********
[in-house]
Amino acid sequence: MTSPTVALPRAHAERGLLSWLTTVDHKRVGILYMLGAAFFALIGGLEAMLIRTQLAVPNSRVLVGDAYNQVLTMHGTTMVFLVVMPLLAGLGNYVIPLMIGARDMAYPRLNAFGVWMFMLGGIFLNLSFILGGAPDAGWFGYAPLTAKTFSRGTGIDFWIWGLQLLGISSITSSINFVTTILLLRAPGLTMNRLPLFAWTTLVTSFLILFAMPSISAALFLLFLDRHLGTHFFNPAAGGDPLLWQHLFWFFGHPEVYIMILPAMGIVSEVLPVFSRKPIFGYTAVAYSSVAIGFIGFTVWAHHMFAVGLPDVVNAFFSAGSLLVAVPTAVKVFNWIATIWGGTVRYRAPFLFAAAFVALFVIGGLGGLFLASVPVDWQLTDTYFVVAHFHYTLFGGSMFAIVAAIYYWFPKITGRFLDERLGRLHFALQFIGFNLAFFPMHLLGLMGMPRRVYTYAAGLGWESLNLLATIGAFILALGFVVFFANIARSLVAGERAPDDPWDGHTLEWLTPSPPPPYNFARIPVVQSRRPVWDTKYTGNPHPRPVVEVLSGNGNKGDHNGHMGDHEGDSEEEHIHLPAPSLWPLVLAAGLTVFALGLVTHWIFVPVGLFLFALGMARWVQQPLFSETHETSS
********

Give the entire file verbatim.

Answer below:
[in-house]
Amino acid sequence: MTSPTVALPRAHAERGLLSWLTTVDHKRVGILYMLGAAFFALIGGLEAMLIRTQLAVPNSRVLVGDAYNQVLTMHGTTMVFLVVMPLLAGLGNYVIPLMIGARDMAYPRLNAFGVWMFMLGGIFLNLSFILGGAPDAGWFGYAPLTAKTFSRGTGIDFWIWGLQLLGISSITSSINFVTTILLLRAPGLTMNRLPLFAWTTLVTSFLILFAMPSISAALFLLFLDRHLGTHFFNPAAGGDPLLWQHLFWFFGHPEVYIMILPAMGIVSEVLPVFSRKPIFGYTAVAYSSVAIGFIGFTVWAHHMFAVGLPDVVNAFFSAGSLLVAVPTAVKVFNWIATIWGGTVRYRAPFLFAAAFVALFVIGGLGGLFLASVPVDWQLTDTYFVVAHFHYTLFGGSMFAIVAAIYYWFPKITGRFLDERLGRLHFALQFIGFNLAFFPMHLLGLMGMPRRVYTYAAGLGWESLNLLATIGAFILALGFVVFFANIARSLVAGERAPDDPWDGHTLEWLTPSPPPPYNFARIPVVQSRRPVWDTKYTGNPHPRPVVEVLSGNGNKGDHNGHMGDHEGDSEEEHIHLPAPSLWPLVLAAGLTVFALGLVTHWIFVPVGLFLFALGMARWVQQPLFSETHETSS